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3.3: Molecular Models
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Chemistry
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Molecular Models
 
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3.3: Molecular Models

Physical models representing molecular architectures of chemical compounds play essential roles in understanding chemistry. The use of molecular models makes it easier to visualize the structures and shapes of atoms and molecules.

Skeletal Model

Simpler two-dimensional representations of chemical compounds are accomplished using skeletal models. The illustration shows only the molecular framework or bonds without explicitly showing the atoms. In this representation, many of the carbon atoms and hydrogen atoms are not explicitly shown. However, the positions of atoms are implied by the junctions or ends of the bonds. This model helps to represent larger and more complex chemical structures.

Ball-and-stick Model

Ball-and-stick models are three-dimensional models, where the atoms are depicted as color-coded balls or spheres, specific to different elements. The chemical bonds that connect the atoms are represented by rods and are easier to visualize. In doing so, the sizes of the balls are made relatively smaller, thereby compromising on the proportional correlation with the actual atomic size. Yet, the ball-and-stick model defines the angles between atoms, clearly depicting the molecular geometry of simple to more complex structures as compared to other molecular models.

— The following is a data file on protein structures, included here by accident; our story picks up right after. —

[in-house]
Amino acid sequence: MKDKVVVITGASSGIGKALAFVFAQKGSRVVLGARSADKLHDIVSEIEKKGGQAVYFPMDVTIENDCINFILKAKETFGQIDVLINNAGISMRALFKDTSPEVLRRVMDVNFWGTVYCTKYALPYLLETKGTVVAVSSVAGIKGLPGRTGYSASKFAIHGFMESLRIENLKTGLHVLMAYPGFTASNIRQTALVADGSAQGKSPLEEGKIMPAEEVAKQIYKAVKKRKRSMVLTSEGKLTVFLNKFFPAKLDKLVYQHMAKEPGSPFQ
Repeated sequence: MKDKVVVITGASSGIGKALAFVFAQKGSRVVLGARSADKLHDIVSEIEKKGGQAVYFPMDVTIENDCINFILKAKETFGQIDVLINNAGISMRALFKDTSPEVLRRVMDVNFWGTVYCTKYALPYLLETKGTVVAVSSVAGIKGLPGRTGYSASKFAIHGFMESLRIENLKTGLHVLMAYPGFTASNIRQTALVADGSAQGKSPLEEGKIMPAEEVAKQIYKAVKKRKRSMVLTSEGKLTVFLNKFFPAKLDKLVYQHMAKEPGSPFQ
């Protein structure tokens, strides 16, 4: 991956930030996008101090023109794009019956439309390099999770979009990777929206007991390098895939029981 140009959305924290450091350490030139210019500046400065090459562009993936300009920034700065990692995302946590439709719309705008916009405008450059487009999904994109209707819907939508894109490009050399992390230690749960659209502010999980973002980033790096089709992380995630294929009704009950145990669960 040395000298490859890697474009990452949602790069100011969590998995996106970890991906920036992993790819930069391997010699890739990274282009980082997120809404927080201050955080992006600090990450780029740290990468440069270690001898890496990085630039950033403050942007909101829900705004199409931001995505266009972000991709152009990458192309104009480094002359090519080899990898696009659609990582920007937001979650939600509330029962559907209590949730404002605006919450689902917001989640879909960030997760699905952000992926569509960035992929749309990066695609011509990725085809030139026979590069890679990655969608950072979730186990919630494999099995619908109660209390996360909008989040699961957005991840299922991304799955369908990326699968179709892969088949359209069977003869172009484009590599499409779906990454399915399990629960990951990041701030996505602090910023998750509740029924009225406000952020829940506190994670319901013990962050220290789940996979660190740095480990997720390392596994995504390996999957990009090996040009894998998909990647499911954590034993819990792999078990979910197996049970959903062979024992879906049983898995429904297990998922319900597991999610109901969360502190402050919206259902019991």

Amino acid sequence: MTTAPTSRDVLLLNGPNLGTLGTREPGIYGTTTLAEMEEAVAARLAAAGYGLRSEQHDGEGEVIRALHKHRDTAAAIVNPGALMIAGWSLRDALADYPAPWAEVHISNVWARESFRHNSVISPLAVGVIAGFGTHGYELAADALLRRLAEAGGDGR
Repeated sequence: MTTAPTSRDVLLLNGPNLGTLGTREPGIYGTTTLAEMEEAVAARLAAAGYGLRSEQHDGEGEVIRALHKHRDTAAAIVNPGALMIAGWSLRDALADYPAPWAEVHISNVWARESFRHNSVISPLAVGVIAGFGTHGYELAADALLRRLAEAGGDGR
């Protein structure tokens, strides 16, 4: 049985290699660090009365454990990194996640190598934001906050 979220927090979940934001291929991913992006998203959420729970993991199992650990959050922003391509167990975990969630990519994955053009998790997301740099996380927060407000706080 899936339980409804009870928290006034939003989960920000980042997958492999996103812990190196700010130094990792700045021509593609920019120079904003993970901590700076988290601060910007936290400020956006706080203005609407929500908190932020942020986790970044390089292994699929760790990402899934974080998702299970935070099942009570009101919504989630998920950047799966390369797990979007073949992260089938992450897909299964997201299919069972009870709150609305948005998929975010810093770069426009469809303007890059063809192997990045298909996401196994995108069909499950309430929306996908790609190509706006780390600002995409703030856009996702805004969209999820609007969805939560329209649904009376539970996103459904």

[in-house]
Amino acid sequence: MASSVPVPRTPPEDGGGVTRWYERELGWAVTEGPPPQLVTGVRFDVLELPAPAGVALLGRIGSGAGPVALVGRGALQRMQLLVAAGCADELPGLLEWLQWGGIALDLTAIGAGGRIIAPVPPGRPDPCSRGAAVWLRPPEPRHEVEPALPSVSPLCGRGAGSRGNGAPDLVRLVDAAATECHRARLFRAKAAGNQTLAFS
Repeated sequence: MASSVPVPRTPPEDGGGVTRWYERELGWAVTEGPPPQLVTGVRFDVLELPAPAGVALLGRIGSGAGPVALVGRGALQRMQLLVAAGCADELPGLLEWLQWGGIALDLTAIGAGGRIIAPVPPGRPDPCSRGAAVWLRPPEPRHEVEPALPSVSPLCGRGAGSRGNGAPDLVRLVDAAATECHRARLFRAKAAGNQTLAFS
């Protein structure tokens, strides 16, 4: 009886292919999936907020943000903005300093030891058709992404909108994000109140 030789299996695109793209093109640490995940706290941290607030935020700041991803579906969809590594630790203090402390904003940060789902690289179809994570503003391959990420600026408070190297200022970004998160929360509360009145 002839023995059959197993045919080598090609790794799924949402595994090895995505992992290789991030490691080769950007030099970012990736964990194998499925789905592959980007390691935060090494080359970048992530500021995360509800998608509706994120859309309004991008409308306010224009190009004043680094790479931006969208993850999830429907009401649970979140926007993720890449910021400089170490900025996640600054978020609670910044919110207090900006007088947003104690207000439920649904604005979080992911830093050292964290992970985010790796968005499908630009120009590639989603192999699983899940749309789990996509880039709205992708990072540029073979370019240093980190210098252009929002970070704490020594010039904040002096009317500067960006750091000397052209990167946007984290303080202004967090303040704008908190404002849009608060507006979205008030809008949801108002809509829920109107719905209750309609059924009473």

Space-filling Model

Space-filling models are most realistic, where the atoms are scaled up in size to fill the space between each other. The size and position of an atom in this model are determined by its bonding properties and van der Waals radius, or contact distance. The van der Waals radius describes how closely two atoms can approach each other when a covalent bond does not link them. The spheres in this model illustrate the relative space occupied by each atom within a compound, while the angles  between atoms are not clearly visible 

First designed by chemists Robert Corey and Linus Pauling, and later improved by Walter Koltun, the CPK coloring convention designates specific colors to atoms of each element. For example, according to the CPK convention, all hydrogen atoms are colored white, carbon atoms are black, nitrogen atoms are blue, oxygen atoms are red, sulfur atoms are deep yellow, and phosphorus atoms are purple. Alkaline earth metals are represented by dark green, and alkali metals are indicated by violet.

As an example, different molecular models of acetic acid (CH3COOH) can be represented in the following ways:

Image1 Image2 Image3
Skeletal model Ball-and-stick model Space-filling model

 

This text is adpted from: Openstax, Chemistry 2e, Section 2.4: Chemical Formulas.


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